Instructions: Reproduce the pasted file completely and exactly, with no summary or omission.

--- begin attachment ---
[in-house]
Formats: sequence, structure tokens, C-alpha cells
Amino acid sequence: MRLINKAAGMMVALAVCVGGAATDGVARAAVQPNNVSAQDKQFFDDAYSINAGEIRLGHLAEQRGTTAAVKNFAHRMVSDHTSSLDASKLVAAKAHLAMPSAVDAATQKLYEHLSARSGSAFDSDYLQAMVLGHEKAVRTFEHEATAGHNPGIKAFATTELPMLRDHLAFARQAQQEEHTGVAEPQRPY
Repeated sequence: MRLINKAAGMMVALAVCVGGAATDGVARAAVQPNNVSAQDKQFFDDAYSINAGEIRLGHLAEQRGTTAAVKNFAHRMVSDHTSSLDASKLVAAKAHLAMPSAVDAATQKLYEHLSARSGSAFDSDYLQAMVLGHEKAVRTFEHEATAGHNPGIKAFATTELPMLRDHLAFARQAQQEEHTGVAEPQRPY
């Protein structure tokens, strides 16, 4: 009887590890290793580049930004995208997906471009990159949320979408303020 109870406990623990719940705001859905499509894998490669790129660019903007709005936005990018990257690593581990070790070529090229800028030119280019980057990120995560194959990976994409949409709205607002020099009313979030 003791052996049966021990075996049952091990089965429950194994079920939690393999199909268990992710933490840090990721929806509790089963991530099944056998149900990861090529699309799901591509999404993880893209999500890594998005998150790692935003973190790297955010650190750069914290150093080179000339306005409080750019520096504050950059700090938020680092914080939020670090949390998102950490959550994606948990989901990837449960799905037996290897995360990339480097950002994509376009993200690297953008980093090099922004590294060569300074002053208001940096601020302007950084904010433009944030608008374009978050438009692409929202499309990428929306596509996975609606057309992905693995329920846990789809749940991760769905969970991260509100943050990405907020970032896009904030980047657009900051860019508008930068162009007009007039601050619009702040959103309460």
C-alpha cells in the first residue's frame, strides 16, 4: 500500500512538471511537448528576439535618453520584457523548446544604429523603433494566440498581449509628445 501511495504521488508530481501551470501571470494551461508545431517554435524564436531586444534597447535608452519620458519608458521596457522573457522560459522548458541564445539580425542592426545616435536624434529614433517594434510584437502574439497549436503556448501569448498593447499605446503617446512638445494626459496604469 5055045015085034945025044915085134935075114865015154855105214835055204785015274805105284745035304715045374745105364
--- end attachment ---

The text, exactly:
[in-house]
Formats: sequence, structure tokens, C-alpha cells
Amino acid sequence: MRLINKAAGMMVALAVCVGGAATDGVARAAVQPNNVSAQDKQFFDDAYSINAGEIRLGHLAEQRGTTAAVKNFAHRMVSDHTSSLDASKLVAAKAHLAMPSAVDAATQKLYEHLSARSGSAFDSDYLQAMVLGHEKAVRTFEHEATAGHNPGIKAFATTELPMLRDHLAFARQAQQEEHTGVAEPQRPY
Repeated sequence: MRLINKAAGMMVALAVCVGGAATDGVARAAVQPNNVSAQDKQFFDDAYSINAGEIRLGHLAEQRGTTAAVKNFAHRMVSDHTSSLDASKLVAAKAHLAMPSAVDAATQKLYEHLSARSGSAFDSDYLQAMVLGHEKAVRTFEHEATAGHNPGIKAFATTELPMLRDHLAFARQAQQEEHTGVAEPQRPY
């Protein structure tokens, strides 16, 4: 009887590890290793580049930004995208997906471009990159949320979408303020 109870406990623990719940705001859905499509894998490669790129660019903007709005936005990018990257690593581990070790070529090229800028030119280019980057990120995560194959990976994409949409709205607002020099009313979030 003791052996049966021990075996049952091990089965429950194994079920939690393999199909268990992710933490840090990721929806509790089963991530099944056998149900990861090529699309799901591509999404993880893209999500890594998005998150790692935003973190790297955010650190750069914290150093080179000339306005409080750019520096504050950059700090938020680092914080939020670090949390998102950490959550994606948990989901990837449960799905037996290897995360990339480097950002994509376009993200690297953008980093090099922004590294060569300074002053208001940096601020302007950084904010433009944030608008374009978050438009692409929202499309990428929306596509996975609606057309992905693995329920846990789809749940991760769905969970991260509100943050990405907020970032896009904030980047657009900051860019508008930068162009007009007039601050619009702040959103309460």
C-alpha cells in the first residue's frame, strides 16, 4: 500500500512538471511537448528576439535618453520584457523548446544604429523603433494566440498581449509628445 501511495504521488508530481501551470501571470494551461508545431517554435524564436531586444534597447535608452519620458519608458521596457522573457522560459522548458541564445539580425542592426545616435536624434529614433517594434510584437502574439497549436503556448501569448498593447499605446503617446512638445494626459496604469 5055045015085034945025044915085134935075114865015154855105214835055204785015274805105284745035304715045374745105364